Like a Wall Street analyst calling bottom in oil — $2.00 gallons of gasoline were fun while they lasted — I am ready to call another bottom. Chase Utley, the Philadelphia Phillies longtime second baseman, recently saw his 2015 batting average as low as .099. That’s right, a borderline Hall of Fame player’s batting average sat over 100 points below the dreaded Mendoza Line as late as May 8.
Since bottoming out, Utley has raised his batting average to .143. That Utley has raised his batting average nearly 50 points in a span of ten days shows just how badly he was struggling. It’s not like it even took an incredibly hot week to spike his batting average, either. Over those ten days, Utley is only batting .250. On a more positive note, he does have four doubles in that span, and has doubled in three consecutive games.
At 36 years of age, and with creaking knees, Utley is no longer the same player who once went to five consecutive All-Star games, but he is far from the worst player in the league as his numbers would lead you to believe. Utley has just been incredibly unlucky through his first 135 plate appearances this season.
Utley’s batting average on balls in play (BABIP) is an incredibly low .141 this season. Compare that to his career .305 BABIP, right in line with the league average, and it is clear that Utley has been plagued by some awful luck this season. A variation from that average by a few points is normal from season to season, but not by nearly 200 points.
The inception of MLB Statcast has also helped shed some more light on the plight of Utley this season. The geniuses over at fivethirtyeight.com used the batted ball velocity data tracked by Statcast so far this season to determine the most unlucky player in baseball today, and Chase Utley is overwhelmingly the most star-crossed player in the game.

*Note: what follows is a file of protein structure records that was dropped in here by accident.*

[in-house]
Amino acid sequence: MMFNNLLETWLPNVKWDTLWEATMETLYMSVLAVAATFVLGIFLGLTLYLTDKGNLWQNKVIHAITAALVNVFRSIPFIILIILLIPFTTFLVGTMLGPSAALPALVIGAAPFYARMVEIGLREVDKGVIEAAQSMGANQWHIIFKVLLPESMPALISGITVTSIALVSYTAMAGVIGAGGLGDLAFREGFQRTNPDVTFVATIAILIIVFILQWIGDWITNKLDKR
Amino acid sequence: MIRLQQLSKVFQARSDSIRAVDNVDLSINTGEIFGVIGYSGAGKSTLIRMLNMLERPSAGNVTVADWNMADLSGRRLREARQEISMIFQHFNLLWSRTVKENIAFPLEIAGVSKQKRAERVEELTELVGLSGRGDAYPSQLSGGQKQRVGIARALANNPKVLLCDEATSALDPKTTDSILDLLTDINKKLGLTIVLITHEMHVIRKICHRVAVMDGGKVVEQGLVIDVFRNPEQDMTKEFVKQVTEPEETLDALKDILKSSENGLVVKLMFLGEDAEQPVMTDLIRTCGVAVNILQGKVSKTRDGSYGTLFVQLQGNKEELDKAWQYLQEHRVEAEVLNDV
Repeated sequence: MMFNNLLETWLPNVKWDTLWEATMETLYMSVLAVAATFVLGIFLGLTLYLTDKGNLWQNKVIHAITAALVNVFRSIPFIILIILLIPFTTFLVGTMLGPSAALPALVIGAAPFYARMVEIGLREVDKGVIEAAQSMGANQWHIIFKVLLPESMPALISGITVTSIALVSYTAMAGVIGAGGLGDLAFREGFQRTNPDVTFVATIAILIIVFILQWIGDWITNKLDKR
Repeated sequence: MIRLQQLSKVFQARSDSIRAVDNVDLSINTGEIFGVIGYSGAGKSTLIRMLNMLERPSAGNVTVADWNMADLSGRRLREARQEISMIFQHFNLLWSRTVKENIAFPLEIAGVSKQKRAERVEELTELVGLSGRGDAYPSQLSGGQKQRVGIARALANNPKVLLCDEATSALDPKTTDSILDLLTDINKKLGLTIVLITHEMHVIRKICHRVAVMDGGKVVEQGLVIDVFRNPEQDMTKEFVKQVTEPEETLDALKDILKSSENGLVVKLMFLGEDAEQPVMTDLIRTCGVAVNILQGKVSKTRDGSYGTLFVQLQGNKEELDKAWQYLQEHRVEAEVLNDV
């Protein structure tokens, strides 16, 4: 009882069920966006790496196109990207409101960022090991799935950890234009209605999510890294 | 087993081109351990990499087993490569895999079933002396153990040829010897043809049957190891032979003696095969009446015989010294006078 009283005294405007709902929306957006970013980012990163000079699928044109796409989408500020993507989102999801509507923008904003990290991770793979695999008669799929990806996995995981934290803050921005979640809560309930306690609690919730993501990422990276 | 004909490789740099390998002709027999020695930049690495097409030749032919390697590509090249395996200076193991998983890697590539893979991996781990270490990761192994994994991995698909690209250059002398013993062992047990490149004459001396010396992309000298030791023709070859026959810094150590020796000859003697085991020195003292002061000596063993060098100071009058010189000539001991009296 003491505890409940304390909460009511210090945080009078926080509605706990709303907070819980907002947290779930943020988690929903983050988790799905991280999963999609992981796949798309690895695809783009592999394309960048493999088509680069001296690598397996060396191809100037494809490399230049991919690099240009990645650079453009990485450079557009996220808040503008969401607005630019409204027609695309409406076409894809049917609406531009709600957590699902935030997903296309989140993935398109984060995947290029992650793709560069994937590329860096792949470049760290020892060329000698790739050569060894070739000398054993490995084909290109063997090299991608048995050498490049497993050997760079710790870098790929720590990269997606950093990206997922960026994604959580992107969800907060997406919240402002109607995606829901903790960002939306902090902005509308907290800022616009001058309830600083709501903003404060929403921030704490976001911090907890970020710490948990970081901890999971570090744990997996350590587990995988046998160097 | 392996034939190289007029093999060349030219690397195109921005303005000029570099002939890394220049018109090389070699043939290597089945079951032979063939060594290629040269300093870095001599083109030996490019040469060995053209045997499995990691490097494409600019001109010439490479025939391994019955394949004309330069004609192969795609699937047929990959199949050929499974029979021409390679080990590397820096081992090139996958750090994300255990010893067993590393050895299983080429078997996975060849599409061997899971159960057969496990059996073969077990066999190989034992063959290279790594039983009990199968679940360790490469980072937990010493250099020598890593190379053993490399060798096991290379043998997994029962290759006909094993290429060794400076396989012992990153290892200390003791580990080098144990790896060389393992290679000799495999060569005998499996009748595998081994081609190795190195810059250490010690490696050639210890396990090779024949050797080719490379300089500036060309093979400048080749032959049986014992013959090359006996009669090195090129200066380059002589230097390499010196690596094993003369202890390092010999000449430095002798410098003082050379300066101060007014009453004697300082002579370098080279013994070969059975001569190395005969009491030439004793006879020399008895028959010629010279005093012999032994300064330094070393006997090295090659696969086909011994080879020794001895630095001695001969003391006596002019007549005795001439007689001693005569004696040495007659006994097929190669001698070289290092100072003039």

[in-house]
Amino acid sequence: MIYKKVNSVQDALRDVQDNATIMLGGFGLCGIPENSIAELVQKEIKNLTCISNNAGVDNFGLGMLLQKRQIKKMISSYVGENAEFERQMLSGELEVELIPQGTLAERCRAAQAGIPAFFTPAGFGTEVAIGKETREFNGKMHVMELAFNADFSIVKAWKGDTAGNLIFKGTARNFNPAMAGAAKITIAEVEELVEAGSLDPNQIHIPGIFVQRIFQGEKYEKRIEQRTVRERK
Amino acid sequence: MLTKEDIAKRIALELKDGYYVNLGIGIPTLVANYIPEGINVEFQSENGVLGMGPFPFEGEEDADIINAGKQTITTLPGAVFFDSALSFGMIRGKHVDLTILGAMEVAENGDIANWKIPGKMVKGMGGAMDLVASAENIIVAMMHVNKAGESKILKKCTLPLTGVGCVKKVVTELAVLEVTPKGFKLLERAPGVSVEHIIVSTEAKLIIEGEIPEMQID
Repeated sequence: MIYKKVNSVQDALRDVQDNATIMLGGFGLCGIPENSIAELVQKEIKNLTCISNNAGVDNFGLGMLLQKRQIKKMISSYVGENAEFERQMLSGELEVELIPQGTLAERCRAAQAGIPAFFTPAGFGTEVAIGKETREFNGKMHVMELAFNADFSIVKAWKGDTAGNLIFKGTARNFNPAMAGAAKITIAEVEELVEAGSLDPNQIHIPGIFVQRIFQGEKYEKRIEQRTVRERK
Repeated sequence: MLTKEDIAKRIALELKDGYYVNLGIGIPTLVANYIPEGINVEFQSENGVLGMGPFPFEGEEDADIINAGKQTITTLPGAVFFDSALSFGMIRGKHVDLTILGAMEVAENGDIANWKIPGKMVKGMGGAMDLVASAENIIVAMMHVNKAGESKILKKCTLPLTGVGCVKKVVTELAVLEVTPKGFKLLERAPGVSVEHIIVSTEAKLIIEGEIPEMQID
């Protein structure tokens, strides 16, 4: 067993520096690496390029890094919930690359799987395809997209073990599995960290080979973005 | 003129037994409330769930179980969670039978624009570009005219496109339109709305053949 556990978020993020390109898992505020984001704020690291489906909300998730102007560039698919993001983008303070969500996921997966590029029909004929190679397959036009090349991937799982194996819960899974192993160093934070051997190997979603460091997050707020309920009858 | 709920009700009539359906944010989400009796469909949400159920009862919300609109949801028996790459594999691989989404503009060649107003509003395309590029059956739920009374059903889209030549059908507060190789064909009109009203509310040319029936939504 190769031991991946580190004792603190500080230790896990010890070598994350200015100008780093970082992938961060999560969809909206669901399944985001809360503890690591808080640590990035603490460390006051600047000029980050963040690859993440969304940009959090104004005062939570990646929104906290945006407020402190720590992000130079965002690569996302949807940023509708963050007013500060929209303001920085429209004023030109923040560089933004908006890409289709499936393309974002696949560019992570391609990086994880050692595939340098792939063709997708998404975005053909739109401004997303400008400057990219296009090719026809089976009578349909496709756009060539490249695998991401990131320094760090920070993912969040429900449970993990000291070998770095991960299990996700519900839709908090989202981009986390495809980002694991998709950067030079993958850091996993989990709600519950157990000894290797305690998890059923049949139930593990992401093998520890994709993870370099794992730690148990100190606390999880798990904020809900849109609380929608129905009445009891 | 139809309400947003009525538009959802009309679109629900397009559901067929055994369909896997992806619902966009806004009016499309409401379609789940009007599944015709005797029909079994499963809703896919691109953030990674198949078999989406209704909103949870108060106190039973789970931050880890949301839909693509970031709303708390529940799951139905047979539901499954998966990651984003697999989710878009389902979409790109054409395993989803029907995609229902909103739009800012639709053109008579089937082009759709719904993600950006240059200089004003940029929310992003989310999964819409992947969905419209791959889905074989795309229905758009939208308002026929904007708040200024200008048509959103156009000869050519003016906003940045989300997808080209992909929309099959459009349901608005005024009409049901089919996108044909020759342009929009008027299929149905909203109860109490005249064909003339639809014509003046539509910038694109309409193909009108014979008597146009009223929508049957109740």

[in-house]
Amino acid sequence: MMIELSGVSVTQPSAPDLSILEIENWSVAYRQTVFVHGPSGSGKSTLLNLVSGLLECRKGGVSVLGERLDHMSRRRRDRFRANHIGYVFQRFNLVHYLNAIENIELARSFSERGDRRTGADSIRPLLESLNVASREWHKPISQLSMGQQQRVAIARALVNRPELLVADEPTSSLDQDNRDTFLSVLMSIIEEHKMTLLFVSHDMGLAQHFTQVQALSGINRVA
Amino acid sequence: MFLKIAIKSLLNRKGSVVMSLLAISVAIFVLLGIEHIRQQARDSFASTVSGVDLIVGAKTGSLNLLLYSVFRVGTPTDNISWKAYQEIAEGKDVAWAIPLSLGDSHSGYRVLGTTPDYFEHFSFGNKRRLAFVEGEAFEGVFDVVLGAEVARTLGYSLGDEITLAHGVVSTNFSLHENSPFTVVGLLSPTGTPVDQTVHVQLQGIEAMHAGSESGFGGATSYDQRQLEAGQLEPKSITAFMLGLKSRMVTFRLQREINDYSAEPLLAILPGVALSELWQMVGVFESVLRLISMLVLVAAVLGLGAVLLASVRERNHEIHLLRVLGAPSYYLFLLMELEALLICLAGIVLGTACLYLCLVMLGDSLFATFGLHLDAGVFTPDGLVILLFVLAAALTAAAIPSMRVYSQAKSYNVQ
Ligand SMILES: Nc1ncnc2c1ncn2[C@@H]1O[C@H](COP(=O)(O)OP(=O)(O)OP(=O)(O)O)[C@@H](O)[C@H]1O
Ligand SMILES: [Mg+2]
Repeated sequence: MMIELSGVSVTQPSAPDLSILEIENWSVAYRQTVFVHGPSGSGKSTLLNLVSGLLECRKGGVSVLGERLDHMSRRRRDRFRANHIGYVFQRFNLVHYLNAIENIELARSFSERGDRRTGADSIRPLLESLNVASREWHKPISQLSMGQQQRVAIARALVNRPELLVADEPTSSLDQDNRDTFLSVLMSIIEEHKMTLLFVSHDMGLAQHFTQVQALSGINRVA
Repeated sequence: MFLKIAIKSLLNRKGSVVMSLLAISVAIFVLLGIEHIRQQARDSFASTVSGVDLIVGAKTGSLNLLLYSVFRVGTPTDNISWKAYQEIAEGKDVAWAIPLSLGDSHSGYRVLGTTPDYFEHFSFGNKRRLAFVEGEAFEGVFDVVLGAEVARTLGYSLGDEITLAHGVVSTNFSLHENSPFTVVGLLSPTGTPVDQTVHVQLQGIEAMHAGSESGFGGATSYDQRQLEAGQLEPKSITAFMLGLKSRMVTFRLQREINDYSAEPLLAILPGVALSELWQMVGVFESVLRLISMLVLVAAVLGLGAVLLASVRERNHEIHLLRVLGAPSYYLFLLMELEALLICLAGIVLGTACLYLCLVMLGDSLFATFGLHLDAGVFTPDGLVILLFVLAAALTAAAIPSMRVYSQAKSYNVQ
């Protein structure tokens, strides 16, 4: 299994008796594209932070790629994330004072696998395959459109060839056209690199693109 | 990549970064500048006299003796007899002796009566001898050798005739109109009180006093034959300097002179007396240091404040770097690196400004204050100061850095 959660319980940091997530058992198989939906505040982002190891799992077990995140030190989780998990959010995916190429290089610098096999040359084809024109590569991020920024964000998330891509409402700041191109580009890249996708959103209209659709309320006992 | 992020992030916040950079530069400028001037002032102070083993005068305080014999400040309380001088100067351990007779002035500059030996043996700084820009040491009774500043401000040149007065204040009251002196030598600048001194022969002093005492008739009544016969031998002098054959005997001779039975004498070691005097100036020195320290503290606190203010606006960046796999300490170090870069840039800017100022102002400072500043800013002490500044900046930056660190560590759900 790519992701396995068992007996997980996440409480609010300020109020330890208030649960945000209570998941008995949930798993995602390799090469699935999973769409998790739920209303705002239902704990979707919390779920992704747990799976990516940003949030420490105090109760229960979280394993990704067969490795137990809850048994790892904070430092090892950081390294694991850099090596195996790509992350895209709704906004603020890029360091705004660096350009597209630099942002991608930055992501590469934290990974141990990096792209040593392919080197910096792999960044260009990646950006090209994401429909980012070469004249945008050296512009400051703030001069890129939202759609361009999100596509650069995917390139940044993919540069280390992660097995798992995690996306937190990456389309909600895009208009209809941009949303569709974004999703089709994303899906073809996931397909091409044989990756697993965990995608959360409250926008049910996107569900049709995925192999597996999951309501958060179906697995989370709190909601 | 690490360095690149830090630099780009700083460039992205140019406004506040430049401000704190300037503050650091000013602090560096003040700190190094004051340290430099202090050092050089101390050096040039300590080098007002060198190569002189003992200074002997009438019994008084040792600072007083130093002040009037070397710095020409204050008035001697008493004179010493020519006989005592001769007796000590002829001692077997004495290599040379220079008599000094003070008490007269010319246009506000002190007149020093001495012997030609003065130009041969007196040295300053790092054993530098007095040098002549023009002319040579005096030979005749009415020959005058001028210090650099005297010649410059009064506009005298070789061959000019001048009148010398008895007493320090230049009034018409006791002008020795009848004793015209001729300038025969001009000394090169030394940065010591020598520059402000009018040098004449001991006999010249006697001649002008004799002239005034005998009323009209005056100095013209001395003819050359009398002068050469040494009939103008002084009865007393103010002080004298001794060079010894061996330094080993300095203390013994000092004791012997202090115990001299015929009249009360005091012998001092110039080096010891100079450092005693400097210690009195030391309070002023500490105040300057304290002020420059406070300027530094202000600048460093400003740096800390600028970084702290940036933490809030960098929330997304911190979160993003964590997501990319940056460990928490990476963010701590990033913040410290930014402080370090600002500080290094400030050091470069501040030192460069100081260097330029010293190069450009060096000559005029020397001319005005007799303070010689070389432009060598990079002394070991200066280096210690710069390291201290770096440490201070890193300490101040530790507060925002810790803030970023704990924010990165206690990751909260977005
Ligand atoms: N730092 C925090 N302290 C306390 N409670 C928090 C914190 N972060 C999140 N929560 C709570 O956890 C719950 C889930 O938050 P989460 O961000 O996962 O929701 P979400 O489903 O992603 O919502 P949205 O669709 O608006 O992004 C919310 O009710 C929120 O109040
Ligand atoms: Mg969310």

Utley has an average batted ball velocity this season of 87.7 mph. While the number crunchers are still figuring out the best way to utilize batted ball velocity data, it doesn’t take fancy regression analysis to figure out that a ball that is struck with greater velocity tends to have a better chance of landing for a base hit. One mile per hour off the bat is worth roughly 18 points of OPS.
Based on the expected OPS from Utley’s batted balls, he is over 300 points below what the statistics predict. Over the course of an entire season, those little statistical anomalies begin to work themselves out. Very few judgments can be made about a slumping hitter after little more than 100 plate appearances.
That being said, Utley is definitely on the downslope of his career. He has made hard contact only 17.6% of the time this season, and his 87.7 batted ball velocity is nowhere near elite. In fact, it is slightly below average. There is still significant room for improvement based on luck alone, however.
Utley’s past ten days are likely the beginning of that statistical correction. Those repeatedly calling for the benching of Chase Utley are being incredibly short-sighted. While he is no longer an elite player, given time, his numbers will rebound, and he will continue being an above-average Major League player. That correction has already begun over the past few days, now let it run its course.